by Sylvia Plath
From Water-Tower Hill to the brick prison
The shingle booms, bickering under
The sea's collapse.
Snowcakes break and welter. This year
The gritted wave leaps
The seawall and drops onto a bier
Of quahog chips,
Leaving a salty mash of ice to whiten
In my grandmother's sand yard. She is dead,
Whose laundry snapped and froze here, who
Kept house against
What the sluttish, rutted sea could do.
Squall waves once danced
Ship timbers in through the cellar window;
A thresh-tailed, lanced
Shark littered in the geranium bed --
Such collusion of mulish elements
She wore her broom straws to the nub.
Twenty years out
Of her hand, the house still hugs in each drab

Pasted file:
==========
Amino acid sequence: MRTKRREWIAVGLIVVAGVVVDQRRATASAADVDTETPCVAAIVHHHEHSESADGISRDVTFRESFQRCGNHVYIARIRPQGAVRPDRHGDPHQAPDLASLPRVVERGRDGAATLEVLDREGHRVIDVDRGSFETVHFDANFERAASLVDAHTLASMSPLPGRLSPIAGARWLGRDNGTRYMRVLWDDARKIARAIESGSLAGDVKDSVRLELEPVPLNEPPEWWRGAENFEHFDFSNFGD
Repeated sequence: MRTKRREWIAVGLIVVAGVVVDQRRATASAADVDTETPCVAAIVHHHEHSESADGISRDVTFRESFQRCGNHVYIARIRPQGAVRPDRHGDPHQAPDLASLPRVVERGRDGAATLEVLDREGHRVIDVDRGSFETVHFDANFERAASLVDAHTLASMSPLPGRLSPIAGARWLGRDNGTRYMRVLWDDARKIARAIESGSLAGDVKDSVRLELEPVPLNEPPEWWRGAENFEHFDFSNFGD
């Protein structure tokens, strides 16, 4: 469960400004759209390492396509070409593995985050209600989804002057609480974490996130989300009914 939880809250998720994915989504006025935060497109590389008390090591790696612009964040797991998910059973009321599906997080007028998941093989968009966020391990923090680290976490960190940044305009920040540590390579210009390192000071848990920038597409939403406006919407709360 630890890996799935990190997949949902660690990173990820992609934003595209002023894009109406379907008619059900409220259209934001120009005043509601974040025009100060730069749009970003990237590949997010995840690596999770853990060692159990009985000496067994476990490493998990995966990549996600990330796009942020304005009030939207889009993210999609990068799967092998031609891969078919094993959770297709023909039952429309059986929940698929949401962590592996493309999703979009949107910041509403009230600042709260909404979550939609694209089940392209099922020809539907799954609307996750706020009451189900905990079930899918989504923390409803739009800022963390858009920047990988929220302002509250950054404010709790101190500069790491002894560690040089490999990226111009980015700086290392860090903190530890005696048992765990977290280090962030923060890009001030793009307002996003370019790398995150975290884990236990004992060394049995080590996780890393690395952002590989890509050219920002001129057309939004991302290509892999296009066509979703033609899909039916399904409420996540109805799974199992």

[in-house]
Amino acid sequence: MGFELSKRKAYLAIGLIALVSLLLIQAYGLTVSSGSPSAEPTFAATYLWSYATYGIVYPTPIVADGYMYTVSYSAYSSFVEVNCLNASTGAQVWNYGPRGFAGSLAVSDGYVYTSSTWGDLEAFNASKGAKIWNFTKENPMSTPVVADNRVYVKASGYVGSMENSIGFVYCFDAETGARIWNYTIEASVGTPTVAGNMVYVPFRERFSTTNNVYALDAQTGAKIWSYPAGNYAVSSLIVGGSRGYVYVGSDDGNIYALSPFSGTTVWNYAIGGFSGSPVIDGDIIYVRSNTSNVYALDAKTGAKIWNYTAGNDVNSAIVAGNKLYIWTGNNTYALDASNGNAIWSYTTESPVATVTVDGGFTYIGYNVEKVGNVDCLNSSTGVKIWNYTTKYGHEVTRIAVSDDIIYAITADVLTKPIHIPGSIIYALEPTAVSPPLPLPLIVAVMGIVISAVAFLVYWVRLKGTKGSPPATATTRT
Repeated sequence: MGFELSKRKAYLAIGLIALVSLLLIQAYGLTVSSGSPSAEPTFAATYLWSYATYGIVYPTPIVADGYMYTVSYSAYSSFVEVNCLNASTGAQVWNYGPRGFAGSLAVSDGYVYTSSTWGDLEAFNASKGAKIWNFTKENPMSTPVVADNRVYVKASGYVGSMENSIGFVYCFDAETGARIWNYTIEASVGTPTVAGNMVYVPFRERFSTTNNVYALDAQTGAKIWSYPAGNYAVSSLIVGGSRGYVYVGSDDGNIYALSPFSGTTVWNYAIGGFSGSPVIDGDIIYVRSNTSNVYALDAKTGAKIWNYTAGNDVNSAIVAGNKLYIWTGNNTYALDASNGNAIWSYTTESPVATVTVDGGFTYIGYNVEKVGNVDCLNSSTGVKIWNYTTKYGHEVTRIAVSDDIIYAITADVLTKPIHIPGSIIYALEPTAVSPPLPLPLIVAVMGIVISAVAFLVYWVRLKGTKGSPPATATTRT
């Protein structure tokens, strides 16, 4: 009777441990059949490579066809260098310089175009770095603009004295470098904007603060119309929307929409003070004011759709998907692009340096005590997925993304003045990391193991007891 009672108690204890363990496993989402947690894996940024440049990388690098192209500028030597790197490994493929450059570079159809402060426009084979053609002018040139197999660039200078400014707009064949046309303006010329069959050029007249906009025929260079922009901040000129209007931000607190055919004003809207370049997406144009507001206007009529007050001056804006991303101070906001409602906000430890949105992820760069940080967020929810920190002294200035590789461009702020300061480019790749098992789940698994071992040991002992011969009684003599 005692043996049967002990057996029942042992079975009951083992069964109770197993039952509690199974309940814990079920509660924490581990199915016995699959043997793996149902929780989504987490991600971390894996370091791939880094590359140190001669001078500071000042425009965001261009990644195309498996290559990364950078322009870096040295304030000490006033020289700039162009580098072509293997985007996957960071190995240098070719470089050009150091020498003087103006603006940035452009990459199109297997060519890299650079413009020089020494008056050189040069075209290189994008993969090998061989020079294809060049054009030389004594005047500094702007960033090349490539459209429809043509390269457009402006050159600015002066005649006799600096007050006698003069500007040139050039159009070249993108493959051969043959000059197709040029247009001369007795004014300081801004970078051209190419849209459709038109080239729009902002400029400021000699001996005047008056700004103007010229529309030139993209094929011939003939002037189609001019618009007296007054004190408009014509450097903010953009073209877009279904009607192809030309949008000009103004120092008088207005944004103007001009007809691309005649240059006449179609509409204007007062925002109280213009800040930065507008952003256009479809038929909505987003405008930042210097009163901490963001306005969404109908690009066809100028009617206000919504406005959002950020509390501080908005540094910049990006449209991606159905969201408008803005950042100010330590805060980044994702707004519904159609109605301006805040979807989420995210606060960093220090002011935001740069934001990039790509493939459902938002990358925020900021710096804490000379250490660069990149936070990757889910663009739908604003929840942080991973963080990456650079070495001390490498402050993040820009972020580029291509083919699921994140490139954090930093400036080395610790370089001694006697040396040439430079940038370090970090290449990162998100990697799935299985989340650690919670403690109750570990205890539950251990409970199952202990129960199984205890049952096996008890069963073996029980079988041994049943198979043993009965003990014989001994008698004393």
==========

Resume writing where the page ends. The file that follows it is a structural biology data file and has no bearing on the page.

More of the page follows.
The purple egg-stones: from Great Head's knob
To the filled-in Gut
The sea in its cold gizzard ground those rounds.
Nobody wintering now behind
The planked-up windows where she set
Her wheat loaves
And apple cakes to cool. What is it
So, battered, obstinate spit
Of gravel? The waves'
Spewed relics clicker masses in the wind,
Grey waves the stub-necked eiders ride.
A labor of love, and that labor lost.
Steadily the sea
Eats at Point Shirley. She died blessed,
And I come by
Bones, only bones, pawed and tossed,
A dog-faced sea.
The sun sinks under Boston, bloody red.
I would get from these dry-papped stones
The milk your love instilled in them.
The black ducks dive.
And though your graciousness might stream,
And I contrive,
Grandmother, stones are nothing of home
To that spumiest dove.
Against both bar and tower the black sea runs.
Last updated January 14, 2019